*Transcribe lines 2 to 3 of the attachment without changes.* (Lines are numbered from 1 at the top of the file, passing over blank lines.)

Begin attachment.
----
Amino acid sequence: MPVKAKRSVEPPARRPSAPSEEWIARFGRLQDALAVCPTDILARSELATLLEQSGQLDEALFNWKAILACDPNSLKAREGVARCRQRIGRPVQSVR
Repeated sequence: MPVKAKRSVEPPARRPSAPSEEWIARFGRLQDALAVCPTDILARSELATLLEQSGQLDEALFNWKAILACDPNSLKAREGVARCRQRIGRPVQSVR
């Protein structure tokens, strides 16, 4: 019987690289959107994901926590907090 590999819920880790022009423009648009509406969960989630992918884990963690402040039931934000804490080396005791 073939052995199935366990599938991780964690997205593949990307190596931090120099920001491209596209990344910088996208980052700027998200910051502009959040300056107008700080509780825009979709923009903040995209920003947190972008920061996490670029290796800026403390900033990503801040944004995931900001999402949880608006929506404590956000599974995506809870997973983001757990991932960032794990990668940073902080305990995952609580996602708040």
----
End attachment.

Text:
Repeated sequence: MPVKAKRSVEPPARRPSAPSEEWIARFGRLQDALAVCPTDILARSELATLLEQSGQLDEALFNWKAILACDPNSLKAREGVARCRQRIGRPVQSVR
């Protein structure tokens, strides 16, 4: 019987690289959107994901926590907090 590999819920880790022009423009648009509406969960989630992918884990963690402040039931934000804490080396005791 073939052995199935366990599938991780964690997205593949990307190596931090120099920001491209596209990344910088996208980052700027998200910051502009959040300056107008700080509780825009979709923009903040995209920003947190972008920061996490670029290796800026403390900033990503801040944004995931900001999402949880608006929506404590956000599974995506809870997973983001757990991932960032794990990668940073902080305990995952609580996602708040």